Hutton again looked threatening today and she deservedly took the first game 12-10 after accurate play at the front of the court.

Sobhy responded well in the second game and opened up a 10-7 lead but was reeled in by Hutton, who pulled the scores back to 10-10.

The Englishwoman, however, was unable keep up the momentum and Sobhy eventually drew level with a 13-11 win.

From here, the American pushed on as her attacking instincts came to the fore. Buoyed by the morale-boosting game two win, Sobhy took the third game 11-7 and then coasted home with an 11-2 win in the fourth to send USA into the final for the first time.


Amanda Sobhy

Afterwards, Amanda Sobhy said: "Relief and excitement [are the main emotions felt afterwards].

"We're proud of what we did, proud for our country, for the team and for each other."

US Coach Ong Beng Hee added: "We felt the pressure. With Amanda having a hard match yesterday, we were not sure about her condition, but today, she showed up."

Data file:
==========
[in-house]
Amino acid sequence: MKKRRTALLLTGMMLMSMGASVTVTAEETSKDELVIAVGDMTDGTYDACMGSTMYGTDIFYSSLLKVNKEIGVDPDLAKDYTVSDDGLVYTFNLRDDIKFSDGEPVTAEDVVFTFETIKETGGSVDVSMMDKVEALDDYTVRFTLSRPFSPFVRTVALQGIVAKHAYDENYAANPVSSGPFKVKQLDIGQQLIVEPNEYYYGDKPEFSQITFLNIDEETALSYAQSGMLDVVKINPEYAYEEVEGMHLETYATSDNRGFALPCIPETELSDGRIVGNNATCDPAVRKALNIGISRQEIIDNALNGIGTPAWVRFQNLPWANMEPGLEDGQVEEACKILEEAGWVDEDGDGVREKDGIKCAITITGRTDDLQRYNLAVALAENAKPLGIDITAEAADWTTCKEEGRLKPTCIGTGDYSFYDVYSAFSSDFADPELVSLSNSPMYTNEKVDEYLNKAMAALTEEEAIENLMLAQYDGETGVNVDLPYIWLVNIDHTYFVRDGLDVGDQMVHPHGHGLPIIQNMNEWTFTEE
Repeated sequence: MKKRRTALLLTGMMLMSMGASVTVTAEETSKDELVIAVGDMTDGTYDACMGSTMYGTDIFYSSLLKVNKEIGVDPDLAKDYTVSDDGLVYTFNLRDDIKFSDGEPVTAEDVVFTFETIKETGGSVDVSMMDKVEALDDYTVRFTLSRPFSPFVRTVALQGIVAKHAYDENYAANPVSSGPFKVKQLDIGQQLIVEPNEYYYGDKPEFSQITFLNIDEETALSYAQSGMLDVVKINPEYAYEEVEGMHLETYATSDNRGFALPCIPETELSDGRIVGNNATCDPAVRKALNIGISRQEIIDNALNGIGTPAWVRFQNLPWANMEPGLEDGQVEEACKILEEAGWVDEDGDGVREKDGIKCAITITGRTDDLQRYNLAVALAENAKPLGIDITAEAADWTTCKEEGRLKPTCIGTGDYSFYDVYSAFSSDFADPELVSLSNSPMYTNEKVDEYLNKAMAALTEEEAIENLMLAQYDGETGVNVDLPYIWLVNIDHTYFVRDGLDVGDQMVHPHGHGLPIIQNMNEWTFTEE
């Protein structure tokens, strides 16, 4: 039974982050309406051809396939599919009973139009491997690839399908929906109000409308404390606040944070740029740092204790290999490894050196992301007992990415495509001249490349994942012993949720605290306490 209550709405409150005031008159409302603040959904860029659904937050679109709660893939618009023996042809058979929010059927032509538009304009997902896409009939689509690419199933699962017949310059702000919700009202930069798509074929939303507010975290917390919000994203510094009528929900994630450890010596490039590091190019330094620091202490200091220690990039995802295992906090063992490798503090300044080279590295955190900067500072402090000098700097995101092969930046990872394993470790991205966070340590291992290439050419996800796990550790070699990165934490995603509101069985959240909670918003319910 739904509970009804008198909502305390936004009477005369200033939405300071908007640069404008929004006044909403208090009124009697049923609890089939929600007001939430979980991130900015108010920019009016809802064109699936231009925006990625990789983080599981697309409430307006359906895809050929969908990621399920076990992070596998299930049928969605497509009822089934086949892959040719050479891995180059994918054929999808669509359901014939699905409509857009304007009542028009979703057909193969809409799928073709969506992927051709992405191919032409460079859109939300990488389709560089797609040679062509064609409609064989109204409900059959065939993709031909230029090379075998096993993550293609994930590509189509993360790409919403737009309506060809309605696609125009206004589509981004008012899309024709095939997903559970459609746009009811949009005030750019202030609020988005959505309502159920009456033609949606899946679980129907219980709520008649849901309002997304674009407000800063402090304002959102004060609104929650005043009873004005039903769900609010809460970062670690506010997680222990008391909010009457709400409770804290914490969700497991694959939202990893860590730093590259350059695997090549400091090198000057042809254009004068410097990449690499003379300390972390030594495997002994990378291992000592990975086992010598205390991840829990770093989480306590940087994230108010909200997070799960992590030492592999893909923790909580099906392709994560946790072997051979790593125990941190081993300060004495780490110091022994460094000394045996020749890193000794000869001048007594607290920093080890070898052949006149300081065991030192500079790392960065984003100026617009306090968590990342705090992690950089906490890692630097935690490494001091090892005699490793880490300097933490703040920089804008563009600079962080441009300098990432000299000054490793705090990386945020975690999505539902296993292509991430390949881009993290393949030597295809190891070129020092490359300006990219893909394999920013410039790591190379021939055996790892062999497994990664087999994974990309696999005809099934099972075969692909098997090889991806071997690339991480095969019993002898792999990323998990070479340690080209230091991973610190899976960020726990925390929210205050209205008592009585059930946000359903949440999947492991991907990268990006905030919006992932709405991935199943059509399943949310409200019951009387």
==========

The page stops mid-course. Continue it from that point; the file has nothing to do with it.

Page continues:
While USA will back themselves in tomorrow's final, they will no doubt have taken note of the continued devastating form of hosts Egypt, who blew past Malaysia to reach their third consecutive final.

The top seeds have assembled one of the all-time great teams for this year's championship, with World No.1 Nouran Gohar, World No.2 Nour El Sherbini, World No.3 Hania El Hammamy and World No.6 Nour El Tayeb all established giants of the game.

Up first tonight for the reigning champions was El Hammamy, who wasted no time in getting stuck into Malaysia's World No.75 Yiwen Chan.

While Chan battled hard, she could do little to prevent the 22-year-old from giving the top seeds a one match lead after a defeat in straight games.

World No.31 Aifa Azman was able to offer more resistance, with the 20-year-old taking a game from Gohar - the first Egypt had dropped all tournament - but eventually fell to the World No.1's relentless power and pace as 'the Terminator' ended the tie with a 3-1 victory.

Afterwards, Egypt Coach Engy Kheirallah said: "Aifa's game is a bit unorthodox and difficult to read, so you need to be on your toes and alert. And sometimes you wake up and it’s not your day.

“But at the end of the day, that’s what makes [Gohar] World No.1. Even when she is not at her best and not 100 percent, she still delivers. And that’s what makes top players special.”